It is early in the morning at OFI’s OCCQ. The staff is huddled around the kitchen fire, sipping coffee and discussing the plan for the day’s “soft releases” when orangutans are released into the forest for the day before being brought back to their sleeping cages in the late afternoon. The jarring sound of an arriving pick-up truck catches the attention of the OFI enrichment and food preparation team. Without hesitation, the staff quickly heads out the door to greet the expected delivery.

2013-12-05_rambutan_SK_002_wm_highresThe truck carefully turns around and it is only when it comes to a complete stop that the hefty cargo it bears is visible. In the bed of the pick-up sits the largest pile of coconuts that you have ever laid eyes on. So many coconuts, in fact, that the sudden stop has thrust some of the coconuts off the side of the truck bed, where they are now rolling down the pavement in all directions.

It’s an arrival that has not gone unnoticed by the Care Center’s orangutans. Smacking lips and slapping hands, their sounds and displays of excitement, can be heard throughout the Care Center’s central facilities as the orangutans eagerly anticipate their first morning feed. This is just one of several food deliveries that will be made this week. At least several trucks will arrive, teetering down the stone driveway, the trucks completely overflowing with fruit. It is quite a sight but you quickly learn that enormous food deliveries are rather commonplace at the OCCQ. After all, how else are you going to feed 330 orangutans?2013-12-02_durian_SK_001_wm_highres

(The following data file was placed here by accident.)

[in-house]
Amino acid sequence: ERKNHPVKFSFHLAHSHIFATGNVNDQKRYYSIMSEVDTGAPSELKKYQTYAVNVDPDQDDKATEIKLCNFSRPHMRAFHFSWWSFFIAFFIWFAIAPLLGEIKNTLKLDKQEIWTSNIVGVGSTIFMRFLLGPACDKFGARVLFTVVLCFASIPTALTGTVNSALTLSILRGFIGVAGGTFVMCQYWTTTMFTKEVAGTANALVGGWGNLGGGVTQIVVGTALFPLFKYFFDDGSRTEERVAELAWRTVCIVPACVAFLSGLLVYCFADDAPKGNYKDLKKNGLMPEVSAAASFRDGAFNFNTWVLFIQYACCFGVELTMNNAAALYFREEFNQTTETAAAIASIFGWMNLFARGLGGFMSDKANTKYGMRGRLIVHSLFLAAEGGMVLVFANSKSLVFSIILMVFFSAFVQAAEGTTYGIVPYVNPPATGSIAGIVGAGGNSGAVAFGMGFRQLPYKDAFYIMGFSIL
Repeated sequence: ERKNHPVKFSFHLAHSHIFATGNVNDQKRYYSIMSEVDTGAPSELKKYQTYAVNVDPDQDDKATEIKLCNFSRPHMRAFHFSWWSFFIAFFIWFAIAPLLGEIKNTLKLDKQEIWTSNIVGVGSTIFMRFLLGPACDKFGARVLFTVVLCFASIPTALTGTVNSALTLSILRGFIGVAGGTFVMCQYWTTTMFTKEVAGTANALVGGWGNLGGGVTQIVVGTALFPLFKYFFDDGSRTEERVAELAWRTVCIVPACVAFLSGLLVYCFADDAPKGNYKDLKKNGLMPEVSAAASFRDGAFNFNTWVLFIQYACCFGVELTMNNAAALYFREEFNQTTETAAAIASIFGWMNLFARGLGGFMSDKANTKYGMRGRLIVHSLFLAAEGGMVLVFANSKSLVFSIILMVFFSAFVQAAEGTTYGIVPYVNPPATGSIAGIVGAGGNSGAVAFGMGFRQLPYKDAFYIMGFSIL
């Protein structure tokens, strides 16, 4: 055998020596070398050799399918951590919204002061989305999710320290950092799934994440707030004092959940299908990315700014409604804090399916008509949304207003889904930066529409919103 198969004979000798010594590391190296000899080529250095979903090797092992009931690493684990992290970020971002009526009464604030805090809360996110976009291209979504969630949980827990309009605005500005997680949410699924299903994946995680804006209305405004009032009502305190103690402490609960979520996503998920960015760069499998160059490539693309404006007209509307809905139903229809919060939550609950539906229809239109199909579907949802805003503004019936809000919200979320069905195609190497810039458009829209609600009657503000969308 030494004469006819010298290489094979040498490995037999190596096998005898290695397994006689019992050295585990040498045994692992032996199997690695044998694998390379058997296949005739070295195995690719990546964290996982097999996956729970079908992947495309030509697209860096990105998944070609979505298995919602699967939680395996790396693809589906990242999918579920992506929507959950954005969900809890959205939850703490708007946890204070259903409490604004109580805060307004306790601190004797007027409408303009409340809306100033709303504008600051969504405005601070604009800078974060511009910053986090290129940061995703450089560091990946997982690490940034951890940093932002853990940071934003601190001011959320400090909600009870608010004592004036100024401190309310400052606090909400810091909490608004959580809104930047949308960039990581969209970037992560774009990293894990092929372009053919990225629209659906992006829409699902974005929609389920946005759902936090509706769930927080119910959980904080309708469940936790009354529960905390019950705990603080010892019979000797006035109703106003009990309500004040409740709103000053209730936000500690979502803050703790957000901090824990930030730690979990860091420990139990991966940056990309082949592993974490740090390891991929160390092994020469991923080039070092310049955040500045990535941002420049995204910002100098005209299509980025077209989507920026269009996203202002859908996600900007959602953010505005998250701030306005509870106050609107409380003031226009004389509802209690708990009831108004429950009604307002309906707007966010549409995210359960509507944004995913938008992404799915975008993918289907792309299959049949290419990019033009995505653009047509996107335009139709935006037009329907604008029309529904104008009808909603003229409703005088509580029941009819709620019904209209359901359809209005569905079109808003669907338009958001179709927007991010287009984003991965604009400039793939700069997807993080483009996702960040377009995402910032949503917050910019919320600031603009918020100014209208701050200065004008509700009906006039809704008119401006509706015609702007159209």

Since the large island of Borneo is located on the equator, many different types of plants and trees flourish here in the warm climate. These plants and trees bear some of the tastiest fruit in the world. It is no surprise that orangutans and other frugivores call this island home. The variety of fruits that are ripe and available varies between the wet and dry seasons but compared to many other places in the world, Borneo is a fruit-eater’s paradise. Orangutans are considered frugivores, in that ripe fruit, which wild orangutans find in the primary rain forests which used to cover much of Borneo, makes up the largest portion of their diet. The rest of their diet includes young leaves, small insects, flowers, and bark.